Courtesy of National Council of Young Leaders

Last month, Mikva alumnus Agustín Flores attended the Citizens University Conference in Seattle, which brought together leaders of all ages to discuss the role of race in addressing key social issues. The conference included key talks with civic leaders nationwide, including a meeting with Starbucks Corporation leaders to discuss the company’s commitment to more racially diverse hiring practices.

Agustín attended the conference as a member of the National Council of Young Leaders (NCYL,) which is a group of young adults ages 18-34 who are committed to creating policy changes to end poverty. Since its inception in July 2012, the Council has already created a set of policy recommendations to decrease poverty  and has launched a campaign called Opportunity Youth United to promote equity for youth across the United States.

Agustín explains that the NCYL is like the Mikva Mayoral Youth Commission that he was part of, but on a national level. Aside from the larger scope, one of the major differences is that the NCYL encompasses all types of communities, not just urban areas, and seeks to create policy recommendations that fit for diverse community needs. Agustín explained that “you can’t necessarily implement a solution that we might have in Chicago or Boston or Philadelphia…it’s trickier because [our] solutions have to be broad enough that they apply to communities across the country, but specific enough so they don’t sound…idealistic.”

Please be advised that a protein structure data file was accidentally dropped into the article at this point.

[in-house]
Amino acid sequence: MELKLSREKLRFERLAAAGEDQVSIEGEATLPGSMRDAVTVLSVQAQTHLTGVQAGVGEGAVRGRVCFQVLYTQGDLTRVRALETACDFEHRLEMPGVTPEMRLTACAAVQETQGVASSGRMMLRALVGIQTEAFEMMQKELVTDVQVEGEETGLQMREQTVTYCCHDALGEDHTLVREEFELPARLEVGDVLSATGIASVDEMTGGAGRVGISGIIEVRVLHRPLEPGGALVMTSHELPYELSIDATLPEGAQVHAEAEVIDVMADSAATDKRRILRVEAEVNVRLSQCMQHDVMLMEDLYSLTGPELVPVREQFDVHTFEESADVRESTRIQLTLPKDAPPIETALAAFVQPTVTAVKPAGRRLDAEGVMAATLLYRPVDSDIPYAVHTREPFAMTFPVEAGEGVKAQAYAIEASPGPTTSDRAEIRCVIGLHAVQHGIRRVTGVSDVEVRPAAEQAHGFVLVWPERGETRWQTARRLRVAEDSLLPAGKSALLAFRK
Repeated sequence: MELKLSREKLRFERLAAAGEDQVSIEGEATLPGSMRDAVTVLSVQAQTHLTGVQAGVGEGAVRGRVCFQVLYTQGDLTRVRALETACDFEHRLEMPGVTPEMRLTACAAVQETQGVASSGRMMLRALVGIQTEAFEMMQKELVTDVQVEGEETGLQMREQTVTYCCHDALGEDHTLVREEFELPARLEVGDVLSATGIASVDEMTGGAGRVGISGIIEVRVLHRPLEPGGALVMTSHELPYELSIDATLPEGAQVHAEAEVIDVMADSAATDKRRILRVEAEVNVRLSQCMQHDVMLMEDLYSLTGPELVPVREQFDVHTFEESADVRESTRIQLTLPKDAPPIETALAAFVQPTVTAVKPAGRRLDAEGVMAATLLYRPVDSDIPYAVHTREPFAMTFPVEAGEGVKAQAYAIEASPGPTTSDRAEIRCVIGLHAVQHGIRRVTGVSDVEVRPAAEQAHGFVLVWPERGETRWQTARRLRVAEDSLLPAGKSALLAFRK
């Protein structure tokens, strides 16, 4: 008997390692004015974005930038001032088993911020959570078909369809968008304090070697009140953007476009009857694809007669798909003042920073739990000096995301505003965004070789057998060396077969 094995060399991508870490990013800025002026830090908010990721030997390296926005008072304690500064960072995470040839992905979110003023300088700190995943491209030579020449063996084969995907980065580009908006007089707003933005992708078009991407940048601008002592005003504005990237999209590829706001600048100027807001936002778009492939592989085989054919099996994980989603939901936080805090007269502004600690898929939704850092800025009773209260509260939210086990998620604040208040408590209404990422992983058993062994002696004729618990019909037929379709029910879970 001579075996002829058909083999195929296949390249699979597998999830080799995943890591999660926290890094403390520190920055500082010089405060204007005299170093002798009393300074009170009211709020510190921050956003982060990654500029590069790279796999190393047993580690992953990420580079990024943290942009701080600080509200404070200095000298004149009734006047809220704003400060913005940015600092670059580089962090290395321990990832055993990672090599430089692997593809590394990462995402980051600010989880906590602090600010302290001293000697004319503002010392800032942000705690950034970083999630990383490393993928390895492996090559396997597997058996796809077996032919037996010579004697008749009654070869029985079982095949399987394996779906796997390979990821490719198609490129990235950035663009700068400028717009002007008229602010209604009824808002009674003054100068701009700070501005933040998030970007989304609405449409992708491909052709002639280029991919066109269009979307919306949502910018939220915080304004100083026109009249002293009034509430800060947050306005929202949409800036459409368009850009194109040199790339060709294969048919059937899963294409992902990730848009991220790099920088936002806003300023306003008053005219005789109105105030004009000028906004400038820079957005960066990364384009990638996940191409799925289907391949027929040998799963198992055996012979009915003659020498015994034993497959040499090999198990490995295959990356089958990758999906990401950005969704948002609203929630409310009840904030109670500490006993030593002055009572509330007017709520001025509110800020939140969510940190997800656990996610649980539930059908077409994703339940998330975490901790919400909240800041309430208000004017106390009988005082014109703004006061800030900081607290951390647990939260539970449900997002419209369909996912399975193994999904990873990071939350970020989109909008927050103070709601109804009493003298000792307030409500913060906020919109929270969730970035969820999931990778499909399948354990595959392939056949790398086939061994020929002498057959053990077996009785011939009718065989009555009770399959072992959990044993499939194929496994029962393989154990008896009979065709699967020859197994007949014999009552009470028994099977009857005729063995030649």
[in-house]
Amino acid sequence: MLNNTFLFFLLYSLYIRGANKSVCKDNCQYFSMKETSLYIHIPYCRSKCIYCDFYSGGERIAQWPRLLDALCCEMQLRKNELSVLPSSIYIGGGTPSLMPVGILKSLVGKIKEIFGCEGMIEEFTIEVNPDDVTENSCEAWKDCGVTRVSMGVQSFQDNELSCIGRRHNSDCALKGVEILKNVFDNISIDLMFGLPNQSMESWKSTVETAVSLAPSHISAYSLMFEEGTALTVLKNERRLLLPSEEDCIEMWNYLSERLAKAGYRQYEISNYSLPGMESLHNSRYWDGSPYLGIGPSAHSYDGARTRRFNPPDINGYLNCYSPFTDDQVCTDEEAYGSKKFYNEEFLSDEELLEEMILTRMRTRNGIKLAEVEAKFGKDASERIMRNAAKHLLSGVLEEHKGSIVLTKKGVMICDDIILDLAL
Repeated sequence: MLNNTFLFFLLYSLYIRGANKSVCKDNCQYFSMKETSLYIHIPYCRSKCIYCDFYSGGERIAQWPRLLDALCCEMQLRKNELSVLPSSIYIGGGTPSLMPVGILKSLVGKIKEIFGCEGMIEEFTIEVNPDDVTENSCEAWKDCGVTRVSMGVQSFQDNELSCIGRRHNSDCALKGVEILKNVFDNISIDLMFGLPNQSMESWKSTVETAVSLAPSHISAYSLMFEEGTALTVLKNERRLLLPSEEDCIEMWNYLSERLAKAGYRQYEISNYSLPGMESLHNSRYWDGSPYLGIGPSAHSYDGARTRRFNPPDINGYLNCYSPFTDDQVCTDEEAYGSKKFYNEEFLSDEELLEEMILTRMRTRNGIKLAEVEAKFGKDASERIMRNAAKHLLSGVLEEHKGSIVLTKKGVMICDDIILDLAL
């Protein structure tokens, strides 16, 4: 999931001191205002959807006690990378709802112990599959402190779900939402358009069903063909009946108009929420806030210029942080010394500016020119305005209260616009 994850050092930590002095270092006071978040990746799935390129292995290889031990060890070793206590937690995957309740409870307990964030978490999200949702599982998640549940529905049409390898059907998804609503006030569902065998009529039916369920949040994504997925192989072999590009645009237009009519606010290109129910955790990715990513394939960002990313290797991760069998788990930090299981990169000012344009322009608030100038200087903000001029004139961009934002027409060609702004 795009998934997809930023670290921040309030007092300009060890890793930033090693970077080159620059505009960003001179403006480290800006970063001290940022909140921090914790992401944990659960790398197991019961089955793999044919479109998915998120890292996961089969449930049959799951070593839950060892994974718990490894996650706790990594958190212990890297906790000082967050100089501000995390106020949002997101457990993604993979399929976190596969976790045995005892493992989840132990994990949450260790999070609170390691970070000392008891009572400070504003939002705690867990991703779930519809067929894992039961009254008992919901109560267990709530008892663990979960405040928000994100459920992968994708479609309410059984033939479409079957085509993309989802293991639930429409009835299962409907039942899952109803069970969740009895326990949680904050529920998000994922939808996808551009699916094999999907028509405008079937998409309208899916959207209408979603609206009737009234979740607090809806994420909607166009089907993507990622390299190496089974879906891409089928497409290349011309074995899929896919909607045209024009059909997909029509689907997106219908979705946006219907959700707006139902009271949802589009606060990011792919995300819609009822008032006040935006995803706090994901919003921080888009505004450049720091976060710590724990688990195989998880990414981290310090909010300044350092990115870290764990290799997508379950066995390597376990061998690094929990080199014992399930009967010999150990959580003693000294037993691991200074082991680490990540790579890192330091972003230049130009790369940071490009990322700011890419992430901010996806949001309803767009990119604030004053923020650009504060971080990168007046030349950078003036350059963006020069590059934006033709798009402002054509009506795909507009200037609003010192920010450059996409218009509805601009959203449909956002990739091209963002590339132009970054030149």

Courtesy of NCYL

Courtesy of National Council of Young Leaders


Agustín is part of the second cohort of NCYL leaders. As a member, he will be meeting in-person with fellow members three times per year, and has biweekly conference calls to discuss strategies for garnering local support for the Opportunity Youth United campaign. As the only member from Chicago, Agustín must connect with local organizations and potential allies to share the mission of the campaign.

Having been both a Mikva student and staff member, Agustín has a unique perspective on Mikva programs. He explained that as a student, he learned to confidently give feedback, and as a staff member, he has learned how to facilitate dialogues and actions among students and allies. Agustin’s past involvement in Mikva programming has played a critical role in his involvement in the NCYL. He stated that the work of the Council is “very aligned with our work at Mikva,” and that being active with Mikva “made the transition to the Council seamless.”

Agustín looks forward to the next steps for the Council, which include a conference in DC in the early summer, as well as plans to meet with elected officials to present the policy recommendations. In addition to his active involvement in the NCYL, Agustín continues to lead Mikva’s Peace Action Project Grants, where he supports youth in implementing peace projects in their schools and communities, and supports the Mayoral Youth Commission.